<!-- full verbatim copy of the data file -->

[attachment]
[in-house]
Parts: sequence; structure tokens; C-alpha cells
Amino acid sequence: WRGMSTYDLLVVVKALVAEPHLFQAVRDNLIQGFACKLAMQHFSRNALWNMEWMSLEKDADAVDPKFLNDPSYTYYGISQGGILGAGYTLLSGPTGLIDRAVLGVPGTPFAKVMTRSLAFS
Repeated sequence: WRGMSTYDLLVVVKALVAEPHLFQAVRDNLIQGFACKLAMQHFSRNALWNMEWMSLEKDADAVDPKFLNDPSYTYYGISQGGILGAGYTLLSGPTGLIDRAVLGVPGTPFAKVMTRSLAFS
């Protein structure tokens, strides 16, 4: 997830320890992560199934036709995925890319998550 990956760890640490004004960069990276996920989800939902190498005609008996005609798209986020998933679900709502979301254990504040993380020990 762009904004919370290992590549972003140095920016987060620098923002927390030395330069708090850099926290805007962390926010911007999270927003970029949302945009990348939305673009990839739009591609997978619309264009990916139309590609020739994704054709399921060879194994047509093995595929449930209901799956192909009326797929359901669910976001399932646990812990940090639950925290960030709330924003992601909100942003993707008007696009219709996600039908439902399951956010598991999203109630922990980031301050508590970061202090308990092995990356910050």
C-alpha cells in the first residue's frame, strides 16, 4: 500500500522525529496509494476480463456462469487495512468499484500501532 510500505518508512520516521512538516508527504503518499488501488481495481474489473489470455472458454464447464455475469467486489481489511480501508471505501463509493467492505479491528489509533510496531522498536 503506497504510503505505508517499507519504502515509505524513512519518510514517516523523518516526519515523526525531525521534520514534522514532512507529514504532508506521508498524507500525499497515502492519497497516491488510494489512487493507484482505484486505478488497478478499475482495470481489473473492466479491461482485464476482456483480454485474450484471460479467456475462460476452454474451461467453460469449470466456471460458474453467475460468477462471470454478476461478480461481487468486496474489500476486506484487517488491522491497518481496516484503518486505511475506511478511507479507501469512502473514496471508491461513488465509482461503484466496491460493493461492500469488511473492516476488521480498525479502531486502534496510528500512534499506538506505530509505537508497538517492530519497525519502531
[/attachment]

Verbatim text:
[in-house]
Parts: sequence; structure tokens; C-alpha cells
Amino acid sequence: WRGMSTYDLLVVVKALVAEPHLFQAVRDNLIQGFACKLAMQHFSRNALWNMEWMSLEKDADAVDPKFLNDPSYTYYGISQGGILGAGYTLLSGPTGLIDRAVLGVPGTPFAKVMTRSLAFS
Repeated sequence: WRGMSTYDLLVVVKALVAEPHLFQAVRDNLIQGFACKLAMQHFSRNALWNMEWMSLEKDADAVDPKFLNDPSYTYYGISQGGILGAGYTLLSGPTGLIDRAVLGVPGTPFAKVMTRSLAFS
């Protein structure tokens, strides 16, 4: 997830320890992560199934036709995925890319998550 990956760890640490004004960069990276996920989800939902190498005609008996005609798209986020998933679900709502979301254990504040993380020990 762009904004919370290992590549972003140095920016987060620098923002927390030395330069708090850099926290805007962390926010911007999270927003970029949302945009990348939305673009990839739009591609997978619309264009990916139309590609020739994704054709399921060879194994047509093995595929449930209901799956192909009326797929359901669910976001399932646990812990940090639950925290960030709330924003992601909100942003993707008007696009219709996600039908439902399951956010598991999203109630922990980031301050508590970061202090308990092995990356910050």
C-alpha cells in the first residue's frame, strides 16, 4: 500500500522525529496509494476480463456462469487495512468499484500501532 510500505518508512520516521512538516508527504503518499488501488481495481474489473489470455472458454464447464455475469467486489481489511480501508471505501463509493467492505479491528489509533510496531522498536 503506497504510503505505508517499507519504502515509505524513512519518510514517516523523518516526519515523526525531525521534520514534522514532512507529514504532508506521508498524507500525499497515502492519497497516491488510494489512487493507484482505484486505478488497478478499475482495470481489473473492466479491461482485464476482456483480454485474450484471460479467456475462460476452454474451461467453460469449470466456471460458474453467475460468477462471470454478476461478480461481487468486496474489500476486506484487517488491522491497518481496516484503518486505511475506511478511507479507501469512502473514496471508491461513488465509482461503484466496491460493493461492500469488511473492516476488521480498525479502531486502534496510528500512534499506538506505530509505537508497538517492530519497525519502531